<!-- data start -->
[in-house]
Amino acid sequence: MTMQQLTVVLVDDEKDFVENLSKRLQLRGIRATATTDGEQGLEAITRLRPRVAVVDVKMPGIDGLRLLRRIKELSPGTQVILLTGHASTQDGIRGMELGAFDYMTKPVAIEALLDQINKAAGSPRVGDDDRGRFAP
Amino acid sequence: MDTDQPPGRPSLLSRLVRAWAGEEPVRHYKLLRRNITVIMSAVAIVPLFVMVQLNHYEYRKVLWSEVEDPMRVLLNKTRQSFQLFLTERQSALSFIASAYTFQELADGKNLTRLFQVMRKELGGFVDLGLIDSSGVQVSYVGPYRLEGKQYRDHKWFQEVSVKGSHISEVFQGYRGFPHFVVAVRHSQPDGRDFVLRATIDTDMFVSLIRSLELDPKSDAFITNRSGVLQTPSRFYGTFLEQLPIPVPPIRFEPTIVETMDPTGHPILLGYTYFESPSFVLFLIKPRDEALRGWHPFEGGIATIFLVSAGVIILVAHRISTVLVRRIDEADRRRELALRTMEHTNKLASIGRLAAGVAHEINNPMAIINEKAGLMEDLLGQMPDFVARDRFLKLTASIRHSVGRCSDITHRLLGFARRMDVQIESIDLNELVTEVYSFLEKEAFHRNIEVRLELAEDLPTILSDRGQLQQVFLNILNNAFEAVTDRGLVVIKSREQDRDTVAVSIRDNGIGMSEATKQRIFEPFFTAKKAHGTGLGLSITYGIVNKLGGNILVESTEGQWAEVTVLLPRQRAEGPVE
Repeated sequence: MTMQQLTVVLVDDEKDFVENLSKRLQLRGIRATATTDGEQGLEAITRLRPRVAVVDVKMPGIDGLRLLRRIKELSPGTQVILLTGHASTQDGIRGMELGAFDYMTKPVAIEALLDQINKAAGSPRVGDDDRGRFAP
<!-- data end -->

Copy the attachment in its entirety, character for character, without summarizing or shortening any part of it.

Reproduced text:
[in-house]
Amino acid sequence: MTMQQLTVVLVDDEKDFVENLSKRLQLRGIRATATTDGEQGLEAITRLRPRVAVVDVKMPGIDGLRLLRRIKELSPGTQVILLTGHASTQDGIRGMELGAFDYMTKPVAIEALLDQINKAAGSPRVGDDDRGRFAP
Amino acid sequence: MDTDQPPGRPSLLSRLVRAWAGEEPVRHYKLLRRNITVIMSAVAIVPLFVMVQLNHYEYRKVLWSEVEDPMRVLLNKTRQSFQLFLTERQSALSFIASAYTFQELADGKNLTRLFQVMRKELGGFVDLGLIDSSGVQVSYVGPYRLEGKQYRDHKWFQEVSVKGSHISEVFQGYRGFPHFVVAVRHSQPDGRDFVLRATIDTDMFVSLIRSLELDPKSDAFITNRSGVLQTPSRFYGTFLEQLPIPVPPIRFEPTIVETMDPTGHPILLGYTYFESPSFVLFLIKPRDEALRGWHPFEGGIATIFLVSAGVIILVAHRISTVLVRRIDEADRRRELALRTMEHTNKLASIGRLAAGVAHEINNPMAIINEKAGLMEDLLGQMPDFVARDRFLKLTASIRHSVGRCSDITHRLLGFARRMDVQIESIDLNELVTEVYSFLEKEAFHRNIEVRLELAEDLPTILSDRGQLQQVFLNILNNAFEAVTDRGLVVIKSREQDRDTVAVSIRDNGIGMSEATKQRIFEPFFTAKKAHGTGLGLSITYGIVNKLGGNILVESTEGQWAEVTVLLPRQRAEGPVE
Repeated sequence: MTMQQLTVVLVDDEKDFVENLSKRLQLRGIRATATTDGEQGLEAITRLRPRVAVVDVKMPGIDGLRLLRRIKELSPGTQVILLTGHASTQDGIRGMELGAFDYMTKPVAIEALLDQINKAAGSPRVGDDDRGRFAP